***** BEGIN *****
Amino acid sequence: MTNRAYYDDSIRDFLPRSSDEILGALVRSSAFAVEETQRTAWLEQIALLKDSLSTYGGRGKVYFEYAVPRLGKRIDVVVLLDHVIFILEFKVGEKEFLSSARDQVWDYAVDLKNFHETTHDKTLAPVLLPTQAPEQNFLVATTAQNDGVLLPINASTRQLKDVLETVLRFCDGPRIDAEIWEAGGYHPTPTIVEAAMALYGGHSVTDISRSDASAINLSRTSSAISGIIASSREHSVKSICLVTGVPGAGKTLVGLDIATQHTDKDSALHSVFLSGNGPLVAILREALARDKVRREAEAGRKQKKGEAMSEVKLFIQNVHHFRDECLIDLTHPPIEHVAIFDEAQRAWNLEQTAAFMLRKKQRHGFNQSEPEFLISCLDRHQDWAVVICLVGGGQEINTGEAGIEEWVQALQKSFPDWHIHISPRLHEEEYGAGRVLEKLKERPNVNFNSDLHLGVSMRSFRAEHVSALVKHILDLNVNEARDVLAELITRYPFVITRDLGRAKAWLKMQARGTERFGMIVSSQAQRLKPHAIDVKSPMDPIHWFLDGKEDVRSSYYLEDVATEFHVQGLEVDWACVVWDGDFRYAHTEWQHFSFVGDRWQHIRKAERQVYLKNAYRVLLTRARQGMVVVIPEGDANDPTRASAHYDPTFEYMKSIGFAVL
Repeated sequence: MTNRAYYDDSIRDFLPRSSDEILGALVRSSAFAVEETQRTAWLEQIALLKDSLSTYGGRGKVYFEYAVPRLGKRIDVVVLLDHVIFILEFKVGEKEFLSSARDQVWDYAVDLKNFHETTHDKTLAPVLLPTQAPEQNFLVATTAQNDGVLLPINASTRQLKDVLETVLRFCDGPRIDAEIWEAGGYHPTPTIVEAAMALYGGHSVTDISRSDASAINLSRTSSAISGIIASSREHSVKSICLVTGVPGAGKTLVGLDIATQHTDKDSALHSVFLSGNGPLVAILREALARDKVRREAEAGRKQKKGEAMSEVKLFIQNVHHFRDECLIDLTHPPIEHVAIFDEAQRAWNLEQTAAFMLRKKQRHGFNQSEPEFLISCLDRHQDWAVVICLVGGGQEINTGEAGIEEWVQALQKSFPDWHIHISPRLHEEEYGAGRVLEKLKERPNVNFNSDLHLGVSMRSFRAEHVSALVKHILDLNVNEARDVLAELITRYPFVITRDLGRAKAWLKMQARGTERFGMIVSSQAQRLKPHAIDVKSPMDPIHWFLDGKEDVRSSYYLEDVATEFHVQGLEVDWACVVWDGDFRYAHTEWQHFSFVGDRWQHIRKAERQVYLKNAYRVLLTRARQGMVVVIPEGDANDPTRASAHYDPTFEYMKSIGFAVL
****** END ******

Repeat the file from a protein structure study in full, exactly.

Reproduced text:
Amino acid sequence: MTNRAYYDDSIRDFLPRSSDEILGALVRSSAFAVEETQRTAWLEQIALLKDSLSTYGGRGKVYFEYAVPRLGKRIDVVVLLDHVIFILEFKVGEKEFLSSARDQVWDYAVDLKNFHETTHDKTLAPVLLPTQAPEQNFLVATTAQNDGVLLPINASTRQLKDVLETVLRFCDGPRIDAEIWEAGGYHPTPTIVEAAMALYGGHSVTDISRSDASAINLSRTSSAISGIIASSREHSVKSICLVTGVPGAGKTLVGLDIATQHTDKDSALHSVFLSGNGPLVAILREALARDKVRREAEAGRKQKKGEAMSEVKLFIQNVHHFRDECLIDLTHPPIEHVAIFDEAQRAWNLEQTAAFMLRKKQRHGFNQSEPEFLISCLDRHQDWAVVICLVGGGQEINTGEAGIEEWVQALQKSFPDWHIHISPRLHEEEYGAGRVLEKLKERPNVNFNSDLHLGVSMRSFRAEHVSALVKHILDLNVNEARDVLAELITRYPFVITRDLGRAKAWLKMQARGTERFGMIVSSQAQRLKPHAIDVKSPMDPIHWFLDGKEDVRSSYYLEDVATEFHVQGLEVDWACVVWDGDFRYAHTEWQHFSFVGDRWQHIRKAERQVYLKNAYRVLLTRARQGMVVVIPEGDANDPTRASAHYDPTFEYMKSIGFAVL
Repeated sequence: MTNRAYYDDSIRDFLPRSSDEILGALVRSSAFAVEETQRTAWLEQIALLKDSLSTYGGRGKVYFEYAVPRLGKRIDVVVLLDHVIFILEFKVGEKEFLSSARDQVWDYAVDLKNFHETTHDKTLAPVLLPTQAPEQNFLVATTAQNDGVLLPINASTRQLKDVLETVLRFCDGPRIDAEIWEAGGYHPTPTIVEAAMALYGGHSVTDISRSDASAINLSRTSSAISGIIASSREHSVKSICLVTGVPGAGKTLVGLDIATQHTDKDSALHSVFLSGNGPLVAILREALARDKVRREAEAGRKQKKGEAMSEVKLFIQNVHHFRDECLIDLTHPPIEHVAIFDEAQRAWNLEQTAAFMLRKKQRHGFNQSEPEFLISCLDRHQDWAVVICLVGGGQEINTGEAGIEEWVQALQKSFPDWHIHISPRLHEEEYGAGRVLEKLKERPNVNFNSDLHLGVSMRSFRAEHVSALVKHILDLNVNEARDVLAELITRYPFVITRDLGRAKAWLKMQARGTERFGMIVSSQAQRLKPHAIDVKSPMDPIHWFLDGKEDVRSSYYLEDVATEFHVQGLEVDWACVVWDGDFRYAHTEWQHFSFVGDRWQHIRKAERQVYLKNAYRVLLTRARQGMVVVIPEGDANDPTRASAHYDPTFEYMKSIGFAVL